But while the difficulties of single life may be intractable, the challenge of determining the age of prehistoric artifacts and fossils is greatly aided by measuring certain radioactive isotopes.
Until this century, relative dating was the only technique for identifying the age of a truly ancient object.
In order to date the artifact, the amount of Carbon-14 is compared to the amount of Carbon-12 (the stable form of carbon) to determine how much radiocarbon has decayed.
The ratio of carbon-12 to carbon-14 is the same in all living things.
After death the amount of carbon-14 in the organic specimen decreases very regularly as the molecules decay.
Carbon-14 has a half-life of 5,730 ± 40 years, meaning that every 5,700 years or so the object loses half its carbon-14.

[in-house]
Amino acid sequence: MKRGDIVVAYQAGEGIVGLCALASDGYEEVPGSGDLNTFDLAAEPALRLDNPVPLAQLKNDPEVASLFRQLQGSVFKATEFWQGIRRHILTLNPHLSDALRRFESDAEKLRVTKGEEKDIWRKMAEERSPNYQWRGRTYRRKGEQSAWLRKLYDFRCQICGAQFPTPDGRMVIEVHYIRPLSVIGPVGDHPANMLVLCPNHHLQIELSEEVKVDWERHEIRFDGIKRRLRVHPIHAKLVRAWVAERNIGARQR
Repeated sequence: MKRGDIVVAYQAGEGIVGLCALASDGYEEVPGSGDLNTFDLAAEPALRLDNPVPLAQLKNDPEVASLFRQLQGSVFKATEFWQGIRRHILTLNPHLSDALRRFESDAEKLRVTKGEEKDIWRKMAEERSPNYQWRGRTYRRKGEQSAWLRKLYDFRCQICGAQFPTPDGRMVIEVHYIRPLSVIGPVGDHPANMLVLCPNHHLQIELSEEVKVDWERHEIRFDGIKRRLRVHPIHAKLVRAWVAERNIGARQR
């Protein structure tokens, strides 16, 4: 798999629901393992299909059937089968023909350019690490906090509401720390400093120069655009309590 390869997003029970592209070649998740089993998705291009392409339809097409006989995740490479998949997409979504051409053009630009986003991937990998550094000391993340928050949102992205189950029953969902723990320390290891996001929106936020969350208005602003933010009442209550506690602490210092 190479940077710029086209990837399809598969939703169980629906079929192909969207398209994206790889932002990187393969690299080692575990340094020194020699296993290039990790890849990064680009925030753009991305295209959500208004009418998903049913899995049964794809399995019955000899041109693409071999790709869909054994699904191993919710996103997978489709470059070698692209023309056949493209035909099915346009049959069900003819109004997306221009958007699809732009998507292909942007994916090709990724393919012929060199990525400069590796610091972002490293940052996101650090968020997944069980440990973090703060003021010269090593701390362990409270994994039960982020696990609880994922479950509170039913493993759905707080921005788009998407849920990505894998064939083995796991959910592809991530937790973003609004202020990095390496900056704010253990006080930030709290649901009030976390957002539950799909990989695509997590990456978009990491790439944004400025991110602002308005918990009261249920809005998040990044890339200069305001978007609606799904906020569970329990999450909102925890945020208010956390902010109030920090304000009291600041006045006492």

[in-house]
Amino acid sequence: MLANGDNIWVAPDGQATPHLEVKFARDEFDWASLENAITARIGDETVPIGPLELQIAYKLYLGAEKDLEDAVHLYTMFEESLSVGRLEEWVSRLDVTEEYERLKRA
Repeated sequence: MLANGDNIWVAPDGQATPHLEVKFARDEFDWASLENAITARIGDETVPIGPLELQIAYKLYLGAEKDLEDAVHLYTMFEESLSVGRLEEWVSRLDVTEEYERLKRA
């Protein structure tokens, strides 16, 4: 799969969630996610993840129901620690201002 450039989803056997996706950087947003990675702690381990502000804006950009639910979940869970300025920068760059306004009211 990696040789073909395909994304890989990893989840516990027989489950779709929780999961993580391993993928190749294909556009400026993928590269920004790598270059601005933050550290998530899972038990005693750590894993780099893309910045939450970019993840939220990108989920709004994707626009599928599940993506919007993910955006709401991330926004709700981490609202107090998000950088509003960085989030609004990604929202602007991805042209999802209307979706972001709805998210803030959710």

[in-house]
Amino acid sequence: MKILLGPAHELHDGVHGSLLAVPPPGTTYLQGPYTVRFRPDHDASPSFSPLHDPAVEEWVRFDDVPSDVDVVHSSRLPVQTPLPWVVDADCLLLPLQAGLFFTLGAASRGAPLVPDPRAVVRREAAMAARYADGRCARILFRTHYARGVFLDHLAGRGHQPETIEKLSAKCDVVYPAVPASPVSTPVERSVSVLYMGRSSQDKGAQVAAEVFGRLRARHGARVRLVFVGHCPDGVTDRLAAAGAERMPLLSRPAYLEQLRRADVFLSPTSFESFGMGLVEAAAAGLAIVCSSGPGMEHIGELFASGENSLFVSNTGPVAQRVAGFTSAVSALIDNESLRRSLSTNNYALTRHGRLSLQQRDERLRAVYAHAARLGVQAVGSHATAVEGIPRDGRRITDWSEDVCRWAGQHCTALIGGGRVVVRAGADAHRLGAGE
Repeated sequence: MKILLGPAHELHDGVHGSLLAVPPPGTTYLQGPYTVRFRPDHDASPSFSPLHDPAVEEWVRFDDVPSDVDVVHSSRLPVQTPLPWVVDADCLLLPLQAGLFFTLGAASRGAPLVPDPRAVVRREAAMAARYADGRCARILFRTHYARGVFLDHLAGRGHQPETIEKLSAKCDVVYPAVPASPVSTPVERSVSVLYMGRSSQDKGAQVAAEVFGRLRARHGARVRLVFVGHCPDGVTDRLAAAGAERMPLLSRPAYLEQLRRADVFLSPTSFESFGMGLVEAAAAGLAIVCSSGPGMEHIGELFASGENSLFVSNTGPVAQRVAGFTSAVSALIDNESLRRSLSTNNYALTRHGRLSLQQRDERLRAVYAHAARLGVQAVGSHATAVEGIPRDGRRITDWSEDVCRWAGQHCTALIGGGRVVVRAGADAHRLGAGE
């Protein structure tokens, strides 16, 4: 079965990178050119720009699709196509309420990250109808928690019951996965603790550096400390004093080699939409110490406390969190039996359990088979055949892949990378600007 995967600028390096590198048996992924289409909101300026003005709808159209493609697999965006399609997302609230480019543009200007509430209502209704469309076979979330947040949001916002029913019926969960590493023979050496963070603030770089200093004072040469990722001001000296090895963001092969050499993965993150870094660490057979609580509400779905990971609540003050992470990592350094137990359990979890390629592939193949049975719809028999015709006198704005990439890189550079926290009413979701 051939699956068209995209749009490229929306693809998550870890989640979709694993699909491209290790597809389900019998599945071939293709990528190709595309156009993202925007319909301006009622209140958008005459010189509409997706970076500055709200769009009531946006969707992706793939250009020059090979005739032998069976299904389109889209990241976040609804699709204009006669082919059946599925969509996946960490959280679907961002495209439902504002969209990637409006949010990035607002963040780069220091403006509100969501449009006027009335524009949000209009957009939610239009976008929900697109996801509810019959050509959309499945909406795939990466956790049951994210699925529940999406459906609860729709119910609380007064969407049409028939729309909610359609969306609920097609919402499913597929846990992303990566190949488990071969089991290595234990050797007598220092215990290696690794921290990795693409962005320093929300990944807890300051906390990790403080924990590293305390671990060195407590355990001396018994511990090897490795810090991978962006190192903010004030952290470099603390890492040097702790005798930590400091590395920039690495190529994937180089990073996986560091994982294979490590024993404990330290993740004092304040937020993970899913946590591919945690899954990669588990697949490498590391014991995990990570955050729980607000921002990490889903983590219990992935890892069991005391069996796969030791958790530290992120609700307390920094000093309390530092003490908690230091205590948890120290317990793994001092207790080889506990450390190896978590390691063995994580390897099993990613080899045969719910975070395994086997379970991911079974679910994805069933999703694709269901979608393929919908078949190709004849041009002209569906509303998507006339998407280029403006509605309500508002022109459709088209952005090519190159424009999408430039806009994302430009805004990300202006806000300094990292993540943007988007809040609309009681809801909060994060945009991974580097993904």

Maybe one in a trillion carbon atoms are carbon-14.When these energetic neutrons collide with a nitrogen-14 (seven protons, seven neutrons) atom it turns into a carbon-14 atom (six protons, eight neutrons) and a hydrogen atom (one proton, zero neutrons).Since Nitrogen gas makes up about 78 percent of the Earth's air, by volume, a considerable amount of Carbon-14 is produced.Both Carbon-12 and Carbon-13 are stable, but Carbon-14 decays by very weak beta decay to nitrogen-14 with a half-life of approximately 5,730 years.After the organism dies it stops taking in new carbon.